My sensibilities are shaped by the spirituality, sensuality, and 'masti' of my Indian heritage, the realness and practicality of my life on the prairies, the fierce love I received from my soul-full parents, and from the expansive learning that has come from all my travels (literal and metaphoric), particularly my year spent living in southern France.
I have always been on a journey of creative expression. When I was young, I loved to write rhymes and poetry, invent elaborate stories for my dolls, make costumes, and act out skits and dances with my friends. I danced every year of my life, starting at age 3 with ballet, and grew into a classical Indian dancer. My mom used to joke that although she was born and raised in India, it was I, born and raised in Canada, who brought the richness of India into our home.
Giving myself permission to create has been the greatest challenge on my journey. On the side, as part of my recreation, I always made time for my dance and artistic endeavors. But I also denied myself from committing fully. In 2006, it was like I could not resist any longer. I wanted to make a documentary film. I needed to say something. And every day that I spent in a job that was 'ok' and safe, was another day I had wasted in achieving my full potential. The pain in staying outweighed the fear of leaving, and I quit my job.
Becoming a filmmaker has been an artform in itself. When I started, I remember being very unsure of what to tell people when they asked what I did for a living. I was uncomfortable telling people I was an artist or a filmmaker. I preferred producer or freelancer, words that seemed more credible. I was also very afraid of the steroetypes associated with being an artist - flaky, lazy, poor. However as my life as an artist began to unfold, I quickly realized that it would challenge me in ways I never before experienced. It has required initiative, strategy, courage, leadership, business and marketing savvy, project management, discipline, team work, and a great deal of fortitude. Now I feel if I must be labelled, as we all do in our world, then call me an artist!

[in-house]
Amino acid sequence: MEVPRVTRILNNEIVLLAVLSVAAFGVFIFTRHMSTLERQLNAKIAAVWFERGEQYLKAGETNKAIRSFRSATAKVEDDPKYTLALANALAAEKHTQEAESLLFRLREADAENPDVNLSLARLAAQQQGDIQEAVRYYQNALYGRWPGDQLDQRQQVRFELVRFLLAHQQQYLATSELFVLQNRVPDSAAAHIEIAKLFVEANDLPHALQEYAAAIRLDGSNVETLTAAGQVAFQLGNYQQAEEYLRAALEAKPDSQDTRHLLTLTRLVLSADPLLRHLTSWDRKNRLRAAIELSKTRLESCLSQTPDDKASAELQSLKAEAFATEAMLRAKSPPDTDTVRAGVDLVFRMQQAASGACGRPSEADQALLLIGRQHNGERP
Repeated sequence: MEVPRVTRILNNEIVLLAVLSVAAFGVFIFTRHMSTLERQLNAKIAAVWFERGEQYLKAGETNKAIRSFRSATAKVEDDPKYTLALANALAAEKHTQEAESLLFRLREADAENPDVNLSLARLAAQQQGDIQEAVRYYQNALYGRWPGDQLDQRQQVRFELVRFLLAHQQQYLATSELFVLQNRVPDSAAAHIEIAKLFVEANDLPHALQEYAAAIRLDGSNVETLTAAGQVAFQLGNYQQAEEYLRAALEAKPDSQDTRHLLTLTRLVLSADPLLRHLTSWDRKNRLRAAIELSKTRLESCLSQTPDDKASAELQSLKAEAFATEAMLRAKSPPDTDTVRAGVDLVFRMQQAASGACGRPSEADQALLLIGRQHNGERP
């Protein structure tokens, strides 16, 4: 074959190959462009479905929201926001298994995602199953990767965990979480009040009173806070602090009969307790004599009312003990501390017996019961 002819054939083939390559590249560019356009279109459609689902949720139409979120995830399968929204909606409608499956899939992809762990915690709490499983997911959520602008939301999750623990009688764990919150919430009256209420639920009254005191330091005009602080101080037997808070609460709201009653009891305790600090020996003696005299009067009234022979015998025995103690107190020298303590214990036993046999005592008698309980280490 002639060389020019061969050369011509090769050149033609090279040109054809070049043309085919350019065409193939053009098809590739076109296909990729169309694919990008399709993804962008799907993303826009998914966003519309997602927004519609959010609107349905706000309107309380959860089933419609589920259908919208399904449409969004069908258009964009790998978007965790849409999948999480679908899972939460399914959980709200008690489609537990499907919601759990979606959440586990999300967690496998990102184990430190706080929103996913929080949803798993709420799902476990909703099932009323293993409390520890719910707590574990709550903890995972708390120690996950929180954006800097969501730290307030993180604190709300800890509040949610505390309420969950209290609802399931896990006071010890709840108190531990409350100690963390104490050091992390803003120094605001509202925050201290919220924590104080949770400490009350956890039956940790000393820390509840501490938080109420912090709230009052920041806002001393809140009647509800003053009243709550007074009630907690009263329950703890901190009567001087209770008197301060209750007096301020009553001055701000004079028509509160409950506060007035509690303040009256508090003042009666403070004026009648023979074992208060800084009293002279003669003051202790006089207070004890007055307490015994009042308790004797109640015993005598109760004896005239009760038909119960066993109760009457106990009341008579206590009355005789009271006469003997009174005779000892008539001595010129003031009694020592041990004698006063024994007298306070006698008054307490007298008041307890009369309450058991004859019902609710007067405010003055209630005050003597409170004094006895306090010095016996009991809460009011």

From the get-go, I refused to buy in to the widely accepted perception of the ‘starving artist’. I work long hours, and put 110% effort and pride into every task. I value the time and skills that go into my artistic process. Because of the pride I take when working on projects I make sure I find ways to fund myself. In essence, I never allow myself or my family to starve. This drive to uncover resources has led to me raising over $5 million over the course of my career (first as a professional fundraiser in the non-profit sector, and now as a filmmaker).
My goal as a filmmaker has always been to make the world better. My films may not reach the masses, but they do reach many hearts.
Professional affiliations & memberships: EMMEDIA, Digital Alberta, AMPIA, CAPIC, Documentary Organization of Alberta, Calgary Society of Independent Filmmakers, Women in Film & Television Alberta
In The Declaration of Independent Filmmaking (a must-read for any indie types), the Polish Brothers describe a filmmaker as:“A gambler, a magician, a manipulator (in all the best ways), a shrink, a faith-based-healer...”
I can attest, it's ALL TRUE!